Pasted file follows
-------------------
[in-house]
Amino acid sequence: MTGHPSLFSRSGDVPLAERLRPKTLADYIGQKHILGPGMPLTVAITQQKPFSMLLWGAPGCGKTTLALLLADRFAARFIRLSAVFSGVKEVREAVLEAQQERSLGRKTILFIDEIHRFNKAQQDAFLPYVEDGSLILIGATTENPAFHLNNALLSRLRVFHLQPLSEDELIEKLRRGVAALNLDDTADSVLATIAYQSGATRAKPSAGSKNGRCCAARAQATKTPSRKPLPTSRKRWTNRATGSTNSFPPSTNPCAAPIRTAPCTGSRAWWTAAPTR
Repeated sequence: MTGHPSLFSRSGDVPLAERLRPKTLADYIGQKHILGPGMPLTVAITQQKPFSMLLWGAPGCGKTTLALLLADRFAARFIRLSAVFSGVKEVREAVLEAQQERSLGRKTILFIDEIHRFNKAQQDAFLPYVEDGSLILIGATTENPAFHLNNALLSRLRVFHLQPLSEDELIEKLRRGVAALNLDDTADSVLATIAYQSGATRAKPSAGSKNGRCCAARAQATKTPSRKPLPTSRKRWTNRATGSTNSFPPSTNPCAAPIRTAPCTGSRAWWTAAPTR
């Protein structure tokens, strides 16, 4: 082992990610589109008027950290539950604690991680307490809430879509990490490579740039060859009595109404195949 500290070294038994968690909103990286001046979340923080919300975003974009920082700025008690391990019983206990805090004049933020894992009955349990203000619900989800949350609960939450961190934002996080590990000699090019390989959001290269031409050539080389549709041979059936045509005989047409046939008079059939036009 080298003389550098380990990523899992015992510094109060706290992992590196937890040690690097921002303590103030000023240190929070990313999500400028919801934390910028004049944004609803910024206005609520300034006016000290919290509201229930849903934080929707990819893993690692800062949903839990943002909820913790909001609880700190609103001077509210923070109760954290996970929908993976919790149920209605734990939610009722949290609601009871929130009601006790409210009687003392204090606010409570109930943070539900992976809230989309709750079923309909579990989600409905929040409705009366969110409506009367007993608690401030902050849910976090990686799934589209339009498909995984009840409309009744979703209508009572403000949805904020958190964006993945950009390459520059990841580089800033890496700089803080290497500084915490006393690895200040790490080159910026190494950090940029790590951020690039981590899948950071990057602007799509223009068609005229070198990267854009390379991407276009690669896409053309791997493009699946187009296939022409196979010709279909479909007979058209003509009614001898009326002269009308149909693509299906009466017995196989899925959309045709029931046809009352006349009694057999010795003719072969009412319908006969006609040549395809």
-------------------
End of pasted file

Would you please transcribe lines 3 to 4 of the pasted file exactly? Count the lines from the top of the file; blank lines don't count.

Repeated sequence: MTGHPSLFSRSGDVPLAERLRPKTLADYIGQKHILGPGMPLTVAITQQKPFSMLLWGAPGCGKTTLALLLADRFAARFIRLSAVFSGVKEVREAVLEAQQERSLGRKTILFIDEIHRFNKAQQDAFLPYVEDGSLILIGATTENPAFHLNNALLSRLRVFHLQPLSEDELIEKLRRGVAALNLDDTADSVLATIAYQSGATRAKPSAGSKNGRCCAARAQATKTPSRKPLPTSRKRWTNRATGSTNSFPPSTNPCAAPIRTAPCTGSRAWWTAAPTR
């Protein structure tokens, strides 16, 4: 082992990610589109008027950290539950604690991680307490809430879509990490490579740039060859009595109404195949 500290070294038994968690909103990286001046979340923080919300975003974009920082700025008690391990019983206990805090004049933020894992009955349990203000619900989800949350609960939450961190934002996080590990000699090019390989959001290269031409050539080389549709041979059936045509005989047409046939008079059939036009 080298003389550098380990990523899992015992510094109060706290992992590196937890040690690097921002303590103030000023240190929070990313999500400028919801934390910028004049944004609803910024206005609520300034006016000290919290509201229930849903934080929707990819893993690692800062949903839990943002909820913790909001609880700190609103001077509210923070109760954290996970929908993976919790149920209605734990939610009722949290609601009871929130009601006790409210009687003392204090606010409570109930943070539900992976809230989309709750079923309909579990989600409905929040409705009366969110409506009367007993608690401030902050849910976090990686799934589209339009498909995984009840409309009744979703209508009572403000949805904020958190964006993945950009390459520059990841580089800033890496700089803080290497500084915490006393690895200040790490080159910026190494950090940029790590951020690039981590899948950071990057602007799509223009068609005229070198990267854009390379991407276009690669896409053309791997493009699946187009296939022409196979010709279909479909007979058209003509009614001898009326002269009308149909693509299906009466017995196989899925959309045709029931046809009352006349009694057999010795003719072969009412319908006969006609040549395809």